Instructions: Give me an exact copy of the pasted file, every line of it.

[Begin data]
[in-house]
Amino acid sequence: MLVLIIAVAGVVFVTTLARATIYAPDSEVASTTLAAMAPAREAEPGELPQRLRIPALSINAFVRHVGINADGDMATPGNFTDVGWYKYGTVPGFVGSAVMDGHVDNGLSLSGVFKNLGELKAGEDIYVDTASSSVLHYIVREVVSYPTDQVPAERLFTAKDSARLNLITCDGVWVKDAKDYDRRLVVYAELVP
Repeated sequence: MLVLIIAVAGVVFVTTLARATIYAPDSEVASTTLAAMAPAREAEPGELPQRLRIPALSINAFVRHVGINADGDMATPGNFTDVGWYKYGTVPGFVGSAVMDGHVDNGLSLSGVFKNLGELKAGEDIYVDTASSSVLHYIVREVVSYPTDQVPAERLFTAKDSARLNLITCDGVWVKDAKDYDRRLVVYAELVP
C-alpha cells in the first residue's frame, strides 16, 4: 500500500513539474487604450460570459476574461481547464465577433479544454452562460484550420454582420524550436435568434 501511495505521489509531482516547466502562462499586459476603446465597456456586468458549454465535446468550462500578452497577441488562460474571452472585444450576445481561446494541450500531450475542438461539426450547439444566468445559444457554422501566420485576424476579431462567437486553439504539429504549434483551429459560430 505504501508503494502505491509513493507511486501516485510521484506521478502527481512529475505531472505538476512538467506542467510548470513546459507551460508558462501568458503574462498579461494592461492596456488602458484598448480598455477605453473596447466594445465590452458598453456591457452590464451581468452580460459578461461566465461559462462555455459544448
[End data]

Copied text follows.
[in-house]
Amino acid sequence: MLVLIIAVAGVVFVTTLARATIYAPDSEVASTTLAAMAPAREAEPGELPQRLRIPALSINAFVRHVGINADGDMATPGNFTDVGWYKYGTVPGFVGSAVMDGHVDNGLSLSGVFKNLGELKAGEDIYVDTASSSVLHYIVREVVSYPTDQVPAERLFTAKDSARLNLITCDGVWVKDAKDYDRRLVVYAELVP
Repeated sequence: MLVLIIAVAGVVFVTTLARATIYAPDSEVASTTLAAMAPAREAEPGELPQRLRIPALSINAFVRHVGINADGDMATPGNFTDVGWYKYGTVPGFVGSAVMDGHVDNGLSLSGVFKNLGELKAGEDIYVDTASSSVLHYIVREVVSYPTDQVPAERLFTAKDSARLNLITCDGVWVKDAKDYDRRLVVYAELVP
C-alpha cells in the first residue's frame, strides 16, 4: 500500500513539474487604450460570459476574461481547464465577433479544454452562460484550420454582420524550436435568434 501511495505521489509531482516547466502562462499586459476603446465597456456586468458549454465535446468550462500578452497577441488562460474571452472585444450576445481561446494541450500531450475542438461539426450547439444566468445559444457554422501566420485576424476579431462567437486553439504539429504549434483551429459560430 505504501508503494502505491509513493507511486501516485510521484506521478502527481512529475505531472505538476512538467506542467510548470513546459507551460508558462501568458503574462498579461494592461492596456488602458484598448480598455477605453473596447466594445465590452458598453456591457452590464451581468452580460459578461461566465461559462462555455459544448